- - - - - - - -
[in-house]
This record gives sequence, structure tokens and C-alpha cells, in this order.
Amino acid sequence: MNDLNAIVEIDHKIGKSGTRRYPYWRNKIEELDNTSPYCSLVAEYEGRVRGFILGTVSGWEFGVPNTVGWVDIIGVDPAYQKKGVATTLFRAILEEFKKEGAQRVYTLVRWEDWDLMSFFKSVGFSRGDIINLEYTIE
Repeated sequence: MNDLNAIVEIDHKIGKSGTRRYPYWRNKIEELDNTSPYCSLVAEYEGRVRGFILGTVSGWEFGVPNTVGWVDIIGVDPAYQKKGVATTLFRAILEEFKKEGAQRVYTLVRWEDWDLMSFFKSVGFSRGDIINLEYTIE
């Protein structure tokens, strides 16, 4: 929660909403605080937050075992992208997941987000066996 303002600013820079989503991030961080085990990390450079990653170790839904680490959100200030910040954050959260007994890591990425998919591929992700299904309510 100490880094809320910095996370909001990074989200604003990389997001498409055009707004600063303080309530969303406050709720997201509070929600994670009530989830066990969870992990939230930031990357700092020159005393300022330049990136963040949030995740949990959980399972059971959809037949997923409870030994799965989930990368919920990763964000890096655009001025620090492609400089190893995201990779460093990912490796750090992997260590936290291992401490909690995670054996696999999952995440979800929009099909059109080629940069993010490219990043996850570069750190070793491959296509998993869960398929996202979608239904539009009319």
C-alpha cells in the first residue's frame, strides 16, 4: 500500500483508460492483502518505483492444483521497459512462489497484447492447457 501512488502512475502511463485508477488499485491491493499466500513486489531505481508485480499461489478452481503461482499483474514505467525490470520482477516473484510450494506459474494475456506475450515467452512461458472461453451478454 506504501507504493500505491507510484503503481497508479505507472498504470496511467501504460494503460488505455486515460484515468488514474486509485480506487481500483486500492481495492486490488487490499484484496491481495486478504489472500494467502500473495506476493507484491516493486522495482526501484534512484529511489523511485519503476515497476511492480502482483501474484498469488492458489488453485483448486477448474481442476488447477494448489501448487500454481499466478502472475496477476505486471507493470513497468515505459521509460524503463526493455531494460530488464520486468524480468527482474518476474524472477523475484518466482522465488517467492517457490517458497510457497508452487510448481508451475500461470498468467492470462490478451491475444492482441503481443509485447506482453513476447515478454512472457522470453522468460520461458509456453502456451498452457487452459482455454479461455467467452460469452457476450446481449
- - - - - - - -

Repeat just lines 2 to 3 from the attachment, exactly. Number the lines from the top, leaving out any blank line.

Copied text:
This record gives sequence, structure tokens and C-alpha cells, in this order.
Amino acid sequence: MNDLNAIVEIDHKIGKSGTRRYPYWRNKIEELDNTSPYCSLVAEYEGRVRGFILGTVSGWEFGVPNTVGWVDIIGVDPAYQKKGVATTLFRAILEEFKKEGAQRVYTLVRWEDWDLMSFFKSVGFSRGDIINLEYTIE